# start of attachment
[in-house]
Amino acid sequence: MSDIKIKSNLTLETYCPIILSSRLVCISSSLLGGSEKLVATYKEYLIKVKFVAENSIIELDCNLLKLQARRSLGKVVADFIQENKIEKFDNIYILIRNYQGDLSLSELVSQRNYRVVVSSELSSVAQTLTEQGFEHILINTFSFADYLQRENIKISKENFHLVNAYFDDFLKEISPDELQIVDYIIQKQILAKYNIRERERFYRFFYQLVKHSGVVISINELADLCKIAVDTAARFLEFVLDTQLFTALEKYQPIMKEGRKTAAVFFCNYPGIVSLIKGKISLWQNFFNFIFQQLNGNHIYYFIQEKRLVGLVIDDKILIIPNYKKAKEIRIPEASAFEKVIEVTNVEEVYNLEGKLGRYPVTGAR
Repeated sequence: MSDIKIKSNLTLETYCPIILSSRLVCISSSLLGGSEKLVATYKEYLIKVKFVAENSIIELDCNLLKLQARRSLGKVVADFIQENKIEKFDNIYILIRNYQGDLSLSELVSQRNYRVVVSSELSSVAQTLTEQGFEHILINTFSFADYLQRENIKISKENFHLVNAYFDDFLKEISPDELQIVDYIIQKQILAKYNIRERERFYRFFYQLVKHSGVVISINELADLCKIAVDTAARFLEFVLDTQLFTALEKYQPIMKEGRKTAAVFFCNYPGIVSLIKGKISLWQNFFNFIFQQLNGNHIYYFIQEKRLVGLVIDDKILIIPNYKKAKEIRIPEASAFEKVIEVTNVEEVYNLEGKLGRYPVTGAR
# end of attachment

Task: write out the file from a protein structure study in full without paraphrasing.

[in-house]
Amino acid sequence: MSDIKIKSNLTLETYCPIILSSRLVCISSSLLGGSEKLVATYKEYLIKVKFVAENSIIELDCNLLKLQARRSLGKVVADFIQENKIEKFDNIYILIRNYQGDLSLSELVSQRNYRVVVSSELSSVAQTLTEQGFEHILINTFSFADYLQRENIKISKENFHLVNAYFDDFLKEISPDELQIVDYIIQKQILAKYNIRERERFYRFFYQLVKHSGVVISINELADLCKIAVDTAARFLEFVLDTQLFTALEKYQPIMKEGRKTAAVFFCNYPGIVSLIKGKISLWQNFFNFIFQQLNGNHIYYFIQEKRLVGLVIDDKILIIPNYKKAKEIRIPEASAFEKVIEVTNVEEVYNLEGKLGRYPVTGAR
Repeated sequence: MSDIKIKSNLTLETYCPIILSSRLVCISSSLLGGSEKLVATYKEYLIKVKFVAENSIIELDCNLLKLQARRSLGKVVADFIQENKIEKFDNIYILIRNYQGDLSLSELVSQRNYRVVVSSELSSVAQTLTEQGFEHILINTFSFADYLQRENIKISKENFHLVNAYFDDFLKEISPDELQIVDYIIQKQILAKYNIRERERFYRFFYQLVKHSGVVISINELADLCKIAVDTAARFLEFVLDTQLFTALEKYQPIMKEGRKTAAVFFCNYPGIVSLIKGKISLWQNFFNFIFQQLNGNHIYYFIQEKRLVGLVIDDKILIIPNYKKAKEIRIPEASAFEKVIEVTNVEEVYNLEGKLGRYPVTGAR